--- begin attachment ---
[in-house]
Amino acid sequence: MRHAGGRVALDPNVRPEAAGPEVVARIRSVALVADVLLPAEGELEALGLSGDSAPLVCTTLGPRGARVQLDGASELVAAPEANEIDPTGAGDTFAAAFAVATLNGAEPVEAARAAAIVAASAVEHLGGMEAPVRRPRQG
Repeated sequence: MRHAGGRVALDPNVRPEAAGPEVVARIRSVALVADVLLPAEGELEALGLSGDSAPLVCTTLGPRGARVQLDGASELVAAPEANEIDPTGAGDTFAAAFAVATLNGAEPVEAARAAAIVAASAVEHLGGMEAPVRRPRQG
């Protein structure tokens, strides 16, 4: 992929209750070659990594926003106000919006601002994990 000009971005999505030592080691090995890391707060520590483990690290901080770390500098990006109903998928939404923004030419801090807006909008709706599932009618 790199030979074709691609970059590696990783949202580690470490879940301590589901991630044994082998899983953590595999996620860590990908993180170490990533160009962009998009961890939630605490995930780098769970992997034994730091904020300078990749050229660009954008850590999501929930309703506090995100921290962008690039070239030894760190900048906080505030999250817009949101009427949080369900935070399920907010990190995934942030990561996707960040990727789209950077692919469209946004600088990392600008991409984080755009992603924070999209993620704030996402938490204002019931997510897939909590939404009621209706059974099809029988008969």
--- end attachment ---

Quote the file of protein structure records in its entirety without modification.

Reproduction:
[in-house]
Amino acid sequence: MRHAGGRVALDPNVRPEAAGPEVVARIRSVALVADVLLPAEGELEALGLSGDSAPLVCTTLGPRGARVQLDGASELVAAPEANEIDPTGAGDTFAAAFAVATLNGAEPVEAARAAAIVAASAVEHLGGMEAPVRRPRQG
Repeated sequence: MRHAGGRVALDPNVRPEAAGPEVVARIRSVALVADVLLPAEGELEALGLSGDSAPLVCTTLGPRGARVQLDGASELVAAPEANEIDPTGAGDTFAAAFAVATLNGAEPVEAARAAAIVAASAVEHLGGMEAPVRRPRQG
């Protein structure tokens, strides 16, 4: 992929209750070659990594926003106000919006601002994990 000009971005999505030592080691090995890391707060520590483990690290901080770390500098990006109903998928939404923004030419801090807006909008709706599932009618 790199030979074709691609970059590696990783949202580690470490879940301590589901991630044994082998899983953590595999996620860590990908993180170490990533160009962009998009961890939630605490995930780098769970992997034994730091904020300078990749050229660009954008850590999501929930309703506090995100921290962008690039070239030894760190900048906080505030999250817009949101009427949080369900935070399920907010990190995934942030990561996707960040990727789209950077692919469209946004600088990392600008991409984080755009992603924070999209993620704030996402938490204002019931997510897939909590939404009621209706059974099809029988008969």